Below, you’ll find the essential code snippets from the “Colab Setup” section to help you get started quickly:

# Install the johnsnowlabs library to access Spark-OCR and Spark-NLP for Healthcare, Finance, and Legal.
! pip install -q johnsnowlabs
from google.colab import files
print('Please Upload your John Snow Labs License using the button below')
license_keys = files.upload()
from johnsnowlabs import nlp, medical

# After uploading your license run this to install all licensed Python Wheels and pre-download Jars the Spark Session JVM
nlp.settings.enforce_versions=True
nlp.install(refresh_install=True)
from johnsnowlabs import nlp, medical
import pandas as pd
# Automatically load license data and start a session with all jars user has access to
spark = nlp.start()

 

ChunkConverter

Input/Output Annotation Types

  • Input: DOCUMENT, CHUNK
  • Output: CHUNK

Let’s look at an example using ChunkConverter to convert regex chunks to entity chunks:

# Define regex rules
rules = r'''
\b[A-Z]+(?\s+[A-Z]+)*:\b, SECTION_HEADER  
'''

# Write rules to file 
with open('regex_rules.txt', 'w') as f:
    f.write(rules)
document_assembler = nlp.DocumentAssembler()\
    .setInputCol("text")\
    .setOutputCol("document")

sentence_detector =  nlp.SentenceDetector()\
    .setInputCols(["document"])\
    .setOutputCol("sentence")

regex_matcher = nlp.RegexMatcher()\
    .setInputCols("sentence")\
    .setOutputCol("regex")\
    .setExternalRules(path="./regex_rules.txt", delimiter=","  )

chunkConverter = medical.ChunkConverter()\
    .setInputCols("regex")\
    .setOutputCol("chunk")

pipeline = nlp.Pipeline(
    stages=[
        document_assembler,
        sentence_detector,
        regex_matcher,
        regex_matcher,
        chunkConverter,
    ])
text = """
POSTOPERATIVE DIAGNOSIS: Cervical lymphadenopathy.
PROCEDURE:  Excisional biopsy of right cervical lymph node.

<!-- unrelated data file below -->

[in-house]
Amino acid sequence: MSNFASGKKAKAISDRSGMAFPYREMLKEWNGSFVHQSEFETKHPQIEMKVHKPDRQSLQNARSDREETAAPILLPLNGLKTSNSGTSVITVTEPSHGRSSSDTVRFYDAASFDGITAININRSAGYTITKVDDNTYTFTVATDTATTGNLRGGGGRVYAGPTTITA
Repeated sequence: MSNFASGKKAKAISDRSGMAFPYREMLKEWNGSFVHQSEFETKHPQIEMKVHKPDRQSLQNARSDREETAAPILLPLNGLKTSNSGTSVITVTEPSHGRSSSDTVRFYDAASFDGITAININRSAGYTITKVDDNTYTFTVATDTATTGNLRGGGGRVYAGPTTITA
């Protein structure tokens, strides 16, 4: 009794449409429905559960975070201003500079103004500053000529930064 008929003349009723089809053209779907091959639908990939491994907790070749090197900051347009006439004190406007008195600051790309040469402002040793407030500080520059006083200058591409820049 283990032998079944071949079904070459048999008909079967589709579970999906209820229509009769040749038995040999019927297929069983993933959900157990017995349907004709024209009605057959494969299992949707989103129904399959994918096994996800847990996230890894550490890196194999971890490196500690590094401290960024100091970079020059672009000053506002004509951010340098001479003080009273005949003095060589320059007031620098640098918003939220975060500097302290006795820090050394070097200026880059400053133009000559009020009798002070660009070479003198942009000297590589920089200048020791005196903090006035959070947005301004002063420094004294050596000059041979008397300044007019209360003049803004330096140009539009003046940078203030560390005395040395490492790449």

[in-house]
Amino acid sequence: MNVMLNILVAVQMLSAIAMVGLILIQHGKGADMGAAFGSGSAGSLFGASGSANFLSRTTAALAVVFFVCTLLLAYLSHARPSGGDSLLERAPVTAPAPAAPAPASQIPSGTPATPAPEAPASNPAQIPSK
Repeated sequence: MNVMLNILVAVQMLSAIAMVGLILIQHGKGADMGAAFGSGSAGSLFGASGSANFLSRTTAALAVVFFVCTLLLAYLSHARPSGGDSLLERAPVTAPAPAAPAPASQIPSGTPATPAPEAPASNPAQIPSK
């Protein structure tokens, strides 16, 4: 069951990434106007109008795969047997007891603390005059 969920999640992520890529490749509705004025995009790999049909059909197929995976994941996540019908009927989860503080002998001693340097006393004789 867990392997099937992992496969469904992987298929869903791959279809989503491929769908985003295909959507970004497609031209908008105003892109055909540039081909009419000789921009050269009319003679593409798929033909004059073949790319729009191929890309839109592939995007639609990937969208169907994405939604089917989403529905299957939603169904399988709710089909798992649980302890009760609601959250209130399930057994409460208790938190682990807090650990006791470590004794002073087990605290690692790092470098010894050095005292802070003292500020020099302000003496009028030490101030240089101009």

ANESTHESIA:  General endotracheal anesthesia.
Specimen:  Right cervical lymph node.
EBL: 10 cc.
COMPLICATIONS:  None.
FINDINGS: Enlarged level 2 lymph node was identified and removed and sent for pathologic examination.
FLUIDS:  Please see anesthesia report.
URINE OUTPUT:  None recorded during the case.
INDICATIONS FOR PROCEDURE:  This is a 43-year-old female with a several-year history of persistent cervical lymphadenopathy. She reports that it is painful to palpation on the right and has had multiple CT scans as well as an FNA which were all nondiagnostic. After risks and benefits of surgery were discussed with the patient, an informed consent was obtained. She was scheduled for an excisional biopsy of the right cervical lymph node.
PROCEDURE IN DETAIL:  The patient was taken to the operating room and placed in the supine position. She was anesthetized with general endotracheal anesthesia. The neck was then prepped and draped in the sterile fashion. Again, noted on palpation there was an enlarged level 2 cervical lymph node.A 3-cm horizontal incision was made over this lymph node. Dissection was carried down until the sternocleidomastoid muscle was identified. The enlarged lymph node that measured approximately 2 cm in diameter was identified and was removed and sent to Pathology for touch prep evaluation. The area was then explored for any other enlarged lymph nodes. None were identified, and hemostasis was achieved with electrocautery. A quarter-inch Penrose drain was placed in the wound.The wound was then irrigated and closed with 3-0 interrupted Vicryl sutures for a deep closure followed by a running 4-0 Prolene subcuticular suture. Mastisol and Steri-Strip were placed over the incision, and sterile bandage was applied. The patient tolerated this procedure well and was extubated without complications and transported to the recovery room in stable condition. She will return to the office tomorrow in followup to have the Penrose drain removed.